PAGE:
I’ve had a sourdough starter in my fridge for most of the past twenty years. I got it from my mother-in-law, who purchased a starter at Barkerville, a gold rush reenactment historical site in BC many years ago. I’ve heard of people capturing wild yeast from the air, but never tried doing this myself. If you have, I’d love to hear from you!
The beauty of a sourdough starter is that you can keep it in your fridge indefinitely, even months on end. I keep mine in a glass jar with a good seal (as shown). Glass is good because metal can react with the sourdough, and plastic–well, you know my feelings on plastic. Where I can avoid storing food in plastic, especially long term, I do so.
The old gold prospectors didn’t keep their sourdough in a fridge, but they tended to use it every day. Even now, if you ‘feed it’ and use it daily, you can keep it on your counter. Also prospectors often slept with their starter in order to keep it warm during cold winter nights! The worth of a good sourdough start was legendary.
About 8-10 hours before you want to begin a sourdough recipe, the sourdough start needs to come out of the fridge and be revived. Scrape it into a large bowl (such as a casserole dish), add 2 cups warm water and 2.5 cups of white flour, give it a good whisking, cover, and set in a warm place. I put mine in the oven with just the light on and leave it overnight in most cases.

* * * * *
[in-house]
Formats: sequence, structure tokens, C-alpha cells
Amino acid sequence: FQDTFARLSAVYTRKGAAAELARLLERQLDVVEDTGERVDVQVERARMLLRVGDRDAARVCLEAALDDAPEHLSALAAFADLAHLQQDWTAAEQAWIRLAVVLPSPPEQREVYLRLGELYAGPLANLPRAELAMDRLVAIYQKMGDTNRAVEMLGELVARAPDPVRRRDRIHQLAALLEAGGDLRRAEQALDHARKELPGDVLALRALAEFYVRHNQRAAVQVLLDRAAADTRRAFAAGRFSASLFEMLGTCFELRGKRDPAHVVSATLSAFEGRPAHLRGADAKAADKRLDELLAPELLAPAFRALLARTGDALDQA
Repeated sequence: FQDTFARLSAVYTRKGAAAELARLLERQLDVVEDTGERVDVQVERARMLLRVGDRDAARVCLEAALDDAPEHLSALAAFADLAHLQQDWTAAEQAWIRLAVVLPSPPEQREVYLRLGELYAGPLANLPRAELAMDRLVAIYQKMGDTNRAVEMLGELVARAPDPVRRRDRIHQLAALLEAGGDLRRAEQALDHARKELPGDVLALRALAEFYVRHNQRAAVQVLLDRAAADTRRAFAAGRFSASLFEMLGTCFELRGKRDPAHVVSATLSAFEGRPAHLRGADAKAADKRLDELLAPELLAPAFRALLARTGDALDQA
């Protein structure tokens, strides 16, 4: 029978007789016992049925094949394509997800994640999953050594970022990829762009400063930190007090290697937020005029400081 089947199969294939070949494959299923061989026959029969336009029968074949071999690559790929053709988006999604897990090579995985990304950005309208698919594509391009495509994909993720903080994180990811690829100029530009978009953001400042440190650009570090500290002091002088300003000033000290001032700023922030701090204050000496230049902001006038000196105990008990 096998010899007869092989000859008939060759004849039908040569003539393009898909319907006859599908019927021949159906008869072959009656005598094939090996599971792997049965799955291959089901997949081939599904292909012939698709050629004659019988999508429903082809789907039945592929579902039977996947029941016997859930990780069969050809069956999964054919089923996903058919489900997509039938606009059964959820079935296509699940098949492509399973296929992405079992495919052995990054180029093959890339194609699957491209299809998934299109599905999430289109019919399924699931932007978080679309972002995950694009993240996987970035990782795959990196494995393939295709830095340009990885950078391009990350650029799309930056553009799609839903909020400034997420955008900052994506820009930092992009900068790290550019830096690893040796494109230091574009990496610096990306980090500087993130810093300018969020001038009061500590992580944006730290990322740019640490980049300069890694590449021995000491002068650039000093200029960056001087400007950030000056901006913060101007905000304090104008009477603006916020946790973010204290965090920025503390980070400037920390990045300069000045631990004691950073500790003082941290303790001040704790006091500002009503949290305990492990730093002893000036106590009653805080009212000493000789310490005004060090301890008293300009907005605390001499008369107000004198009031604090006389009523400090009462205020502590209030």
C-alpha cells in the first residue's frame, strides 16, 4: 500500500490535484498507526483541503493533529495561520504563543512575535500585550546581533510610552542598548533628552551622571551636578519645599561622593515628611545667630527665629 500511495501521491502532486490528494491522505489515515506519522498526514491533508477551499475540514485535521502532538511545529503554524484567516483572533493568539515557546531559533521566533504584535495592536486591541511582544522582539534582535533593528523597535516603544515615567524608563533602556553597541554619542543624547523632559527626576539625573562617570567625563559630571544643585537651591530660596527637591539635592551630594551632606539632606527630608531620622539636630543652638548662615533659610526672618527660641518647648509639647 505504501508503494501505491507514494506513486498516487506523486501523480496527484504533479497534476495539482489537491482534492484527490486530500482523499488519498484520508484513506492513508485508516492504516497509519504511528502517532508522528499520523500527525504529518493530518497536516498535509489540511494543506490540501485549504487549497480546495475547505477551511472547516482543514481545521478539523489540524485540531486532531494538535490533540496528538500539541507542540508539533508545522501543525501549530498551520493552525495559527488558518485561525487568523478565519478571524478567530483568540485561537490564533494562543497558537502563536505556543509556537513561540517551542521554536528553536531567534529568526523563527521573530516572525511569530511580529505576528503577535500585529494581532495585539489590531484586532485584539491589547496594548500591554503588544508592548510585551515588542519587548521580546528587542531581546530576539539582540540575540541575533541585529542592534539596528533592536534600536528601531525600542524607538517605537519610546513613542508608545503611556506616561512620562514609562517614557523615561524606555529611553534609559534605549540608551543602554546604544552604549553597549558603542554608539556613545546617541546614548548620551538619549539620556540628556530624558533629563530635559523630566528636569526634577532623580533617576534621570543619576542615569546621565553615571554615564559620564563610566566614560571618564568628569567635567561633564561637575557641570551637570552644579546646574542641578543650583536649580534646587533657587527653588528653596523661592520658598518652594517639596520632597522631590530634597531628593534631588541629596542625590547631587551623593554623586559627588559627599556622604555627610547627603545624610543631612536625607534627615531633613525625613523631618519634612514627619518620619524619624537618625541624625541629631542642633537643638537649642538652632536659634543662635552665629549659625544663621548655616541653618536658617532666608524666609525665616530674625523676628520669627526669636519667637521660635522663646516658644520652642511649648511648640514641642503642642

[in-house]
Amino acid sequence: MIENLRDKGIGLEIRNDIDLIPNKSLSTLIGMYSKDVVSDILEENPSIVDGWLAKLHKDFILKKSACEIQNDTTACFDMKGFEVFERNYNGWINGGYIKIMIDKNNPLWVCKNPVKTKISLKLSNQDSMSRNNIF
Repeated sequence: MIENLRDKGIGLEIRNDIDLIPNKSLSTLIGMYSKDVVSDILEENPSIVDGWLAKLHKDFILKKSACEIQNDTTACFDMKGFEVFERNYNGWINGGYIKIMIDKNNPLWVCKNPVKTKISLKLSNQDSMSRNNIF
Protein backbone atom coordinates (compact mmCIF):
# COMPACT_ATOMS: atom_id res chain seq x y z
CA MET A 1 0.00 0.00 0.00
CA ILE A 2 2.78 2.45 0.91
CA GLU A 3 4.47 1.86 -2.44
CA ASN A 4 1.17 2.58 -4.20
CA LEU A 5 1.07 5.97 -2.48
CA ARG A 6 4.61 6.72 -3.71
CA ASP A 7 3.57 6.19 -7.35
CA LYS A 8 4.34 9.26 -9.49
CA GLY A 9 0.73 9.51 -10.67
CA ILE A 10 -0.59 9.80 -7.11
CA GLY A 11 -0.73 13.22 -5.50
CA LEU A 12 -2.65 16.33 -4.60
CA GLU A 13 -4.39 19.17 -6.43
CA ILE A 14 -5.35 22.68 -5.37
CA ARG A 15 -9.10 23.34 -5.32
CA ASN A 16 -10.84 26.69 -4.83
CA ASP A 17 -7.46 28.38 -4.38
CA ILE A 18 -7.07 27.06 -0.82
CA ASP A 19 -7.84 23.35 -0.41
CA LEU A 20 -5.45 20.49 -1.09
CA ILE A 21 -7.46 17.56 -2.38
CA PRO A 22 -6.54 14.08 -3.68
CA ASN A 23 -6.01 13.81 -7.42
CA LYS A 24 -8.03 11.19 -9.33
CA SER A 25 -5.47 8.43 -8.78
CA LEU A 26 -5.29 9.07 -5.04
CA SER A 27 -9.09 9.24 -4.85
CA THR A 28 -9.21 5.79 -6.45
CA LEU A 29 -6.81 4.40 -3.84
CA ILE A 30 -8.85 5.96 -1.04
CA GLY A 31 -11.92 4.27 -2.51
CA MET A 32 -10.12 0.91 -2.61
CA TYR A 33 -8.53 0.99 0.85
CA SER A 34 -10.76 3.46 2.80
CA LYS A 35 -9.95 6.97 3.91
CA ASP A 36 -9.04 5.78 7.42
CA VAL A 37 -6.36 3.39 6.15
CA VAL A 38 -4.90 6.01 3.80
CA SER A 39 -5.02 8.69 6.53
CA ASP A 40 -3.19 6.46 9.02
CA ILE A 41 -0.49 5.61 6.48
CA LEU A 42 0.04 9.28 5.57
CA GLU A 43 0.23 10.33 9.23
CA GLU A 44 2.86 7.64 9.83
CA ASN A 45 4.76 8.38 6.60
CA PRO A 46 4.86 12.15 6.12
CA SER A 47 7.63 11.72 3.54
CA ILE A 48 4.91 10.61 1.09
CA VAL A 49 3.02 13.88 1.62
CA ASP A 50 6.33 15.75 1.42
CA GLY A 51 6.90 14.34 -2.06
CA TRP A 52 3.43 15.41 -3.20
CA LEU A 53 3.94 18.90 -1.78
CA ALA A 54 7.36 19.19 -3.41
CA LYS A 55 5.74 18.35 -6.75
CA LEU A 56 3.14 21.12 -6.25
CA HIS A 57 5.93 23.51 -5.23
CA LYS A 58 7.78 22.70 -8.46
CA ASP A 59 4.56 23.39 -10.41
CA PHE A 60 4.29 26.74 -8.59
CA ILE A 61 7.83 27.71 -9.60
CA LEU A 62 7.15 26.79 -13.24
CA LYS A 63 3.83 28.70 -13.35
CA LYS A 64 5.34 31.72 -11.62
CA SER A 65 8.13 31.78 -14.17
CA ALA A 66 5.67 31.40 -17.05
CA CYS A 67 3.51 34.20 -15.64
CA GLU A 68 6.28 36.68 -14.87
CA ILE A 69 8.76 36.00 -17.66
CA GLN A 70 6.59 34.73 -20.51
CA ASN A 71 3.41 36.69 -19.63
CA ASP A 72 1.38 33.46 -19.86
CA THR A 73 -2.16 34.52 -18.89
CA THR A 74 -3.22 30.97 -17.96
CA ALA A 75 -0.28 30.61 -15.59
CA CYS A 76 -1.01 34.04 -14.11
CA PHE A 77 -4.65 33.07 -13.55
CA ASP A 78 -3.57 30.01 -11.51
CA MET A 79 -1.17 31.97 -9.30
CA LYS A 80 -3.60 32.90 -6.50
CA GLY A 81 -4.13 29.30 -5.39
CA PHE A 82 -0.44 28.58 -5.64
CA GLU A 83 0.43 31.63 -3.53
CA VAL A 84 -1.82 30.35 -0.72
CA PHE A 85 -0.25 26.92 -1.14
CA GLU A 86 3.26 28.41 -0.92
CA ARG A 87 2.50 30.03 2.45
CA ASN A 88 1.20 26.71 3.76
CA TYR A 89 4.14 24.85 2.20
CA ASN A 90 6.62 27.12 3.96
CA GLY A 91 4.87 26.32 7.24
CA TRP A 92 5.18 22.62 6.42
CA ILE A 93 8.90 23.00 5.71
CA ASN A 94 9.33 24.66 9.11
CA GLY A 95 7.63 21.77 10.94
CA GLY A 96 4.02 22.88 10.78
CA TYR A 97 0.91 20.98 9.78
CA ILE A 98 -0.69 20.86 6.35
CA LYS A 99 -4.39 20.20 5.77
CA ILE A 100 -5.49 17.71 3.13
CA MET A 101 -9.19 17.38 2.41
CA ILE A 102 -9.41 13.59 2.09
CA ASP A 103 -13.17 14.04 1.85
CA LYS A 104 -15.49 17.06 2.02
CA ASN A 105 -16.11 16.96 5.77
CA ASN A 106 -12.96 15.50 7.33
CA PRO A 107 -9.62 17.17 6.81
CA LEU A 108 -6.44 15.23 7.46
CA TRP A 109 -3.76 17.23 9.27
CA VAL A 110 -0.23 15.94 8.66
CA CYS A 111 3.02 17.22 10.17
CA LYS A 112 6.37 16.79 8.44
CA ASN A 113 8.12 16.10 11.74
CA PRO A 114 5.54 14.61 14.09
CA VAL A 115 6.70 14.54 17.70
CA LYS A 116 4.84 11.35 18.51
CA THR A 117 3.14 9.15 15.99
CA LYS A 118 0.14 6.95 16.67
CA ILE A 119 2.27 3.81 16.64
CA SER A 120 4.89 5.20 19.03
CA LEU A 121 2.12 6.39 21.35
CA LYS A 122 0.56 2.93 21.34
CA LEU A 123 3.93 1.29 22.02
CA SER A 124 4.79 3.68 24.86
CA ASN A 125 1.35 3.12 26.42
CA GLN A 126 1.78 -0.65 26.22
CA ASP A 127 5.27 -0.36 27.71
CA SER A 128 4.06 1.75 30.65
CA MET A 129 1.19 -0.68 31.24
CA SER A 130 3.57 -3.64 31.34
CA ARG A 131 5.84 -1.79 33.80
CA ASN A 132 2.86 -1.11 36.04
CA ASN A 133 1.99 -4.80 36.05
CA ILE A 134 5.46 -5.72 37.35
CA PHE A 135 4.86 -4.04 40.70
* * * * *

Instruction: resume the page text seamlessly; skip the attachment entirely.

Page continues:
Anything that comes in contact with the sourdough, be it whisk, spoon, bowl, countertop, should be washed fairly quickly as it dries on very hard and is nasty to get off.
In the morning, it should be fluffy and bubbly. (The photo is of cold unrevived sourdough.) Return one cup to the storage container (which should have been cleaned before it hardened on) and put it back in the fridge. You will now have about 2-2.5 cups of starter to use in a recipe.
Whole wheat flour can’t be used in the sourdough unless you are using it daily. I believe it is the wheat germ in it that isn’t completely absorbed into the sourdough and goes rancid. If, like me, you prefer to use 100% whole-wheat in your recipes, there is a way around this.
When I take my starter out of the fridge I scrape most of it into a casserole dish as above (leaving a couple of tablespoons in my starter container). To the casserole dish, I add whole wheat flour and use all of it in the recipe. To the sourdough starter container, I add 1/2 cup warm water and 1/2 cup + of white flour. Both containers go in the oven with only the oven light on and bubble away beside each other. This way the start remains ‘pure’ white flour and the batch I’m using is pretty much totally whole wheat.
The other way to do it with whole wheat flour is to keep your start out on the counter and feed it (and use it) every single day. This would have been the method our ancestors used.
If you’re interested in seeing some of my sourdough recipes, let me know in comments and I’ll post a few in coming weeks.